'Clerical error' leads to projected DDA budget surplus

Board chair, Bippus debate unexpected halving of city’s contribution

THREE RIVERS — A clerical error in tax increment financing (TIF) captures has led to more money for the Three Rivers Downtown Development Authority.

DDA Board Chair Andrew George reported during the DDA’s meeting Thursday that he was notified recently by city Finance Director Cathy Lawson that the agency will receive approximately $32,000 more in TIF revenue than previously expected. The DDA is budgeted for approximately $95,364 this year in TIF revenue compared to the $62,769 originally budgeted by the city.

“When we originally did our budget for next year, the numbers weren’t fully in yet. There’s a lot of things that have to be calculated when we do that initial budget, and a lot of it is based on projections,” George said.

The additional money would boost the budget for the DDA and go toward its budget deficit, providing it a projected budget surplus for the year. During discussion, a motion was made to apply the estimated return, at the time being $12,600, to replenish the agency’s Retail and Restaurant (R2) grant, however the motion eventually failed by voice vote, sending the money to the general fund balance, noting they could do that with the money at a later time.

Last year, the DDA budgeted only $60,000 for TIF capture revenue, however the jump is attributed to new TIF captures in the DDA district from the new South Main Shell gas station and the new South Main Dollar General store. He added, in a way to “ease any concerns,” that he talked to St. Joseph County Clerk Lindsay Oswald about the situation, he said she assured him that a yearly audit would “always catch” if anything suspicious were to happen with the TIF captures in previous years.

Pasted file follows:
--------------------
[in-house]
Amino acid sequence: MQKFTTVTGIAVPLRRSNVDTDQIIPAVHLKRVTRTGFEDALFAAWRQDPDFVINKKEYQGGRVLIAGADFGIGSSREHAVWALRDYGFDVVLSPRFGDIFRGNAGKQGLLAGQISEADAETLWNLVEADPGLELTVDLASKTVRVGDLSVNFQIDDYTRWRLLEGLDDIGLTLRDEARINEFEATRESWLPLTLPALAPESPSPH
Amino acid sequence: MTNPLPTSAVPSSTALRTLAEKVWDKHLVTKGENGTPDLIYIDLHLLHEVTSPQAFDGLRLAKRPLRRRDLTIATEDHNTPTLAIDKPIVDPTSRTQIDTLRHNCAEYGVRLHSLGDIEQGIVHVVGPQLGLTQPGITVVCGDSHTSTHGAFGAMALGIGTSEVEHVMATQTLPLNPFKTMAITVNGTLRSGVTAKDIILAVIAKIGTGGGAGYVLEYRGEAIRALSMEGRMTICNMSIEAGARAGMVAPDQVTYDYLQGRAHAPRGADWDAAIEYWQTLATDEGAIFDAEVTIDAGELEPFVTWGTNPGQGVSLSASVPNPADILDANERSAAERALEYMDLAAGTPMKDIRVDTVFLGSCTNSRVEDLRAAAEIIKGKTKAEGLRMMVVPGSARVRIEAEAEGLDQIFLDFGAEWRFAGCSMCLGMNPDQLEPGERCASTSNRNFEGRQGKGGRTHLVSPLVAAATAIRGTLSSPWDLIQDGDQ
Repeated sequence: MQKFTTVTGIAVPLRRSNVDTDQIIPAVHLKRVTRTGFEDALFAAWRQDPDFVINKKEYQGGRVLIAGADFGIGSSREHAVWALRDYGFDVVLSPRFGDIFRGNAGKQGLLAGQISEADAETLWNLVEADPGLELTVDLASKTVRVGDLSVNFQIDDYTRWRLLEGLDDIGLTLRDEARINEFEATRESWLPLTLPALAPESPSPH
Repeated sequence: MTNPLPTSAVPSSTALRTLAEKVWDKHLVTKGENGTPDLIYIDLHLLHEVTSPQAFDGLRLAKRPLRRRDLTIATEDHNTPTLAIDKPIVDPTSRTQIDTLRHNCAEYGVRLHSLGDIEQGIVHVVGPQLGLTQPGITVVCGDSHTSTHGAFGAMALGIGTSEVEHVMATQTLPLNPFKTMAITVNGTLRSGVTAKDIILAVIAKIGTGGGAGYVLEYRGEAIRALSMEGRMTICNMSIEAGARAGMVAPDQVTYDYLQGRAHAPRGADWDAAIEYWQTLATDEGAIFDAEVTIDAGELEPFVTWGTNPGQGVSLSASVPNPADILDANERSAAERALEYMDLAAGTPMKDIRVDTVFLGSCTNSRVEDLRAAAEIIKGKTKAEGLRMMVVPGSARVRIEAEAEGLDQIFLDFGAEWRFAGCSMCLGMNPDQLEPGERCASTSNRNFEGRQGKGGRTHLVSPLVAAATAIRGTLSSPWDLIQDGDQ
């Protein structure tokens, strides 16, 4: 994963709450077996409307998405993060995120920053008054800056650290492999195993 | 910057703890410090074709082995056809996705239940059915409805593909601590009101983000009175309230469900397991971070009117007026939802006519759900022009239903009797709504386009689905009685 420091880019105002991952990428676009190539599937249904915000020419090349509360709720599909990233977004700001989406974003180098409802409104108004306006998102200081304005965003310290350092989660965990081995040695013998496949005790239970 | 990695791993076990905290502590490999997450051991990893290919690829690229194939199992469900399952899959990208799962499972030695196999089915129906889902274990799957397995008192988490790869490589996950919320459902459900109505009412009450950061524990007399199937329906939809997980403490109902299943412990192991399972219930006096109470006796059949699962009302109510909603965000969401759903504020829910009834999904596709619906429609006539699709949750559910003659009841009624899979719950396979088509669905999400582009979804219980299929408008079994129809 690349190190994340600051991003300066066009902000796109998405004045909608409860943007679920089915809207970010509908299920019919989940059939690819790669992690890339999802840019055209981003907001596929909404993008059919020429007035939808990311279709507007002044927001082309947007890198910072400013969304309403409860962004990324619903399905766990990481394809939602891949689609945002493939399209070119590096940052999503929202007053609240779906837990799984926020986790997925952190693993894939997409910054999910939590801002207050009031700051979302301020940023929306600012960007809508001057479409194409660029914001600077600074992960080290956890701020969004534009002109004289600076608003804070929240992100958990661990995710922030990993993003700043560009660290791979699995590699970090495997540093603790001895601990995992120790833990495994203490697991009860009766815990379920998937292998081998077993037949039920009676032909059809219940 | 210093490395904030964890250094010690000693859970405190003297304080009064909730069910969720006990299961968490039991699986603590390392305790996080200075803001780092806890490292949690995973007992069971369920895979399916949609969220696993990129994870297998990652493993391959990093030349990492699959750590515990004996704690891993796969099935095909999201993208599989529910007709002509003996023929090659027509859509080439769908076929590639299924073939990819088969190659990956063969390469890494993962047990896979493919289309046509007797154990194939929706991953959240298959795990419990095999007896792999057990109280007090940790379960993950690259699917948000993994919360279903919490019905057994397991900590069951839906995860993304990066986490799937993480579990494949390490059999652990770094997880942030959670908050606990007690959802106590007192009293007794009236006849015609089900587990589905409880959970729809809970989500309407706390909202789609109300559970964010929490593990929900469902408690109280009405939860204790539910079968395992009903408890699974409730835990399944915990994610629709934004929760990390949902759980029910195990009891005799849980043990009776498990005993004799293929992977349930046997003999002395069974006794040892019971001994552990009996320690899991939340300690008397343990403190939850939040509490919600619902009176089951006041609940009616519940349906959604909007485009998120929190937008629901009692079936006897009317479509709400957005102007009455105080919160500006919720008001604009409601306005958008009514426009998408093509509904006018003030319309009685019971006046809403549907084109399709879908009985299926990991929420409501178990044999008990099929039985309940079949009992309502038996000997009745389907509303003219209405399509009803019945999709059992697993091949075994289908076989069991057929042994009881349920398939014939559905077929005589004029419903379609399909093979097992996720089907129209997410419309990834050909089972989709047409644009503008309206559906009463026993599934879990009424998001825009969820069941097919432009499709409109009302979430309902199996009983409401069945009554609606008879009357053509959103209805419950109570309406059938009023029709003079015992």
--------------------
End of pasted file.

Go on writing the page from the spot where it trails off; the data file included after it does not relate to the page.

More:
“There’s no way this has happened in the past or can happen in the future, it’d always be caught,” George said. “With that being said, it’s a simple clerical error that was caught before we even approved the budget in the end, so everything’s clear.”

George said the DDA returning money to the fund balance would be the first time it would happen in the six years he’s been on the board, which he said “feels really good.”

Following discussion of the TIF revenue and the vote to send the revenue straight to fund balance, George noted the upcoming city budget, which had included a $25,000 contribution from the city to the DDA. However, City Manager and DDA board member Joe Bippus noted that the city amended the budget to reduce the contribution by half, to $12,500, something that George and former DDA Director Tricia Meyer, who joined the meeting by phone to assist in some discussions, appeared to be unaware of.

“I wish I would’ve known that,” George said. “So, we’ll put $100 back to fund balance, then.”

Discussion of the sudden change in the projected city contribution shifted over to board member comment, when George asked Bippus what the decision-making process was in reducing the $25,000 contribution. Bippus said the reasoning had to do with the TIF increase and its effect on the proposed budget.

“We looked at the budget and said, with the increase that you guys are getting, we’ve just made you whole. We made the budget that you wanted whole, and you didn’t need extra from the city,” Bippus said.

George appeared to be a bit upset at this explanation of the sudden decrease, asking if Bippus was aware of the “dynamics” between other cities and their DDAs compared to Three Rivers’, and that the city is a “large part” of the support DDAs get every year, claiming that Three Rivers’ DDA is the “odd man out” when it comes to contributions from their respective cities. He said he’s gotten “backlash” recently from both Bippus and Lawson when it comes to the DDA, and said it needs to “stop.”